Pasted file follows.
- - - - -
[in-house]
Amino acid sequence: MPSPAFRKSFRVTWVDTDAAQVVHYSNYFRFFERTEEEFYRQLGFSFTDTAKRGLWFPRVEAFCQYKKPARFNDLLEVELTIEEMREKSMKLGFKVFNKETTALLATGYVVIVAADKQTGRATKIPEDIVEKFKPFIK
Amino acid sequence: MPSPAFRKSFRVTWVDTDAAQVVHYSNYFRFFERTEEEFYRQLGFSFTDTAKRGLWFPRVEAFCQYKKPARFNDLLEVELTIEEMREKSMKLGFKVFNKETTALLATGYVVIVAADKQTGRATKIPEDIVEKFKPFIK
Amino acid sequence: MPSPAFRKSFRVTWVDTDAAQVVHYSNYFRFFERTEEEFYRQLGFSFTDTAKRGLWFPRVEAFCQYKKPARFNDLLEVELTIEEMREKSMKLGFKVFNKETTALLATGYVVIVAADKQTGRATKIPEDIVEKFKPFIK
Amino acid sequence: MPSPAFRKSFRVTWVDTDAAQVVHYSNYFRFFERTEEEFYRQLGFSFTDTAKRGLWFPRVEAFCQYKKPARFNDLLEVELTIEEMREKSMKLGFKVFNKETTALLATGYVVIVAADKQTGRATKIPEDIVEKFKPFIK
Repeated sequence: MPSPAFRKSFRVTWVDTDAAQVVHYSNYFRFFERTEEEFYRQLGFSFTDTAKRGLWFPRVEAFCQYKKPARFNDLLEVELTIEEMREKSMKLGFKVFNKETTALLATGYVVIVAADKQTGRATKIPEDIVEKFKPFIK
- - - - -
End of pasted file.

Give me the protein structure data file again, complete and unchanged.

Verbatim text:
[in-house]
Amino acid sequence: MPSPAFRKSFRVTWVDTDAAQVVHYSNYFRFFERTEEEFYRQLGFSFTDTAKRGLWFPRVEAFCQYKKPARFNDLLEVELTIEEMREKSMKLGFKVFNKETTALLATGYVVIVAADKQTGRATKIPEDIVEKFKPFIK
Amino acid sequence: MPSPAFRKSFRVTWVDTDAAQVVHYSNYFRFFERTEEEFYRQLGFSFTDTAKRGLWFPRVEAFCQYKKPARFNDLLEVELTIEEMREKSMKLGFKVFNKETTALLATGYVVIVAADKQTGRATKIPEDIVEKFKPFIK
Amino acid sequence: MPSPAFRKSFRVTWVDTDAAQVVHYSNYFRFFERTEEEFYRQLGFSFTDTAKRGLWFPRVEAFCQYKKPARFNDLLEVELTIEEMREKSMKLGFKVFNKETTALLATGYVVIVAADKQTGRATKIPEDIVEKFKPFIK
Amino acid sequence: MPSPAFRKSFRVTWVDTDAAQVVHYSNYFRFFERTEEEFYRQLGFSFTDTAKRGLWFPRVEAFCQYKKPARFNDLLEVELTIEEMREKSMKLGFKVFNKETTALLATGYVVIVAADKQTGRATKIPEDIVEKFKPFIK
Repeated sequence: MPSPAFRKSFRVTWVDTDAAQVVHYSNYFRFFERTEEEFYRQLGFSFTDTAKRGLWFPRVEAFCQYKKPARFNDLLEVELTIEEMREKSMKLGFKVFNKETTALLATGYVVIVAADKQTGRATKIPEDIVEKFKPFIK